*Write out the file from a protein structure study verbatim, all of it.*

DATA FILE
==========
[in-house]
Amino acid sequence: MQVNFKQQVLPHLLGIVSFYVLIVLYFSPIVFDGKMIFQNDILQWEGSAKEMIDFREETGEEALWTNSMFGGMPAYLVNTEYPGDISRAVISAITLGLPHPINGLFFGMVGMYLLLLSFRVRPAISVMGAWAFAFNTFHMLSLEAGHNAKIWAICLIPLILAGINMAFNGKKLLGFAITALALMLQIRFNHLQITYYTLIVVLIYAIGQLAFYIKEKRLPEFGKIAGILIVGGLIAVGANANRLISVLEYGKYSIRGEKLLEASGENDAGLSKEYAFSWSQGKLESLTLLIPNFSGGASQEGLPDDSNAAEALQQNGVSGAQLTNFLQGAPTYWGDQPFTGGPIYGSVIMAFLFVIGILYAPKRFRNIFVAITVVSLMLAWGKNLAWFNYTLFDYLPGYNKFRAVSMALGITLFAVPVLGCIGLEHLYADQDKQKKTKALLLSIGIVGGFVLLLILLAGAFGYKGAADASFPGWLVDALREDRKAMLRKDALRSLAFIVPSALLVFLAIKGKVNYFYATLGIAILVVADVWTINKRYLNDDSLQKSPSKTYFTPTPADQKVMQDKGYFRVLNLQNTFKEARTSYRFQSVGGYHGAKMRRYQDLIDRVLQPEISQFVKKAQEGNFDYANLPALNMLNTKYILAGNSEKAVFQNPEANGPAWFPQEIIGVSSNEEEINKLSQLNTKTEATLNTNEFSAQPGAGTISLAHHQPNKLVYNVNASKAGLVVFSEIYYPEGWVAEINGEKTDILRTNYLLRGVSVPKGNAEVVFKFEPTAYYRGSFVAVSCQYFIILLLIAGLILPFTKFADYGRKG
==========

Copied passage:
[in-house]
Amino acid sequence: MQVNFKQQVLPHLLGIVSFYVLIVLYFSPIVFDGKMIFQNDILQWEGSAKEMIDFREETGEEALWTNSMFGGMPAYLVNTEYPGDISRAVISAITLGLPHPINGLFFGMVGMYLLLLSFRVRPAISVMGAWAFAFNTFHMLSLEAGHNAKIWAICLIPLILAGINMAFNGKKLLGFAITALALMLQIRFNHLQITYYTLIVVLIYAIGQLAFYIKEKRLPEFGKIAGILIVGGLIAVGANANRLISVLEYGKYSIRGEKLLEASGENDAGLSKEYAFSWSQGKLESLTLLIPNFSGGASQEGLPDDSNAAEALQQNGVSGAQLTNFLQGAPTYWGDQPFTGGPIYGSVIMAFLFVIGILYAPKRFRNIFVAITVVSLMLAWGKNLAWFNYTLFDYLPGYNKFRAVSMALGITLFAVPVLGCIGLEHLYADQDKQKKTKALLLSIGIVGGFVLLLILLAGAFGYKGAADASFPGWLVDALREDRKAMLRKDALRSLAFIVPSALLVFLAIKGKVNYFYATLGIAILVVADVWTINKRYLNDDSLQKSPSKTYFTPTPADQKVMQDKGYFRVLNLQNTFKEARTSYRFQSVGGYHGAKMRRYQDLIDRVLQPEISQFVKKAQEGNFDYANLPALNMLNTKYILAGNSEKAVFQNPEANGPAWFPQEIIGVSSNEEEINKLSQLNTKTEATLNTNEFSAQPGAGTISLAHHQPNKLVYNVNASKAGLVVFSEIYYPEGWVAEINGEKTDILRTNYLLRGVSVPKGNAEVVFKFEPTAYYRGSFVAVSCQYFIILLLIAGLILPFTKFADYGRKG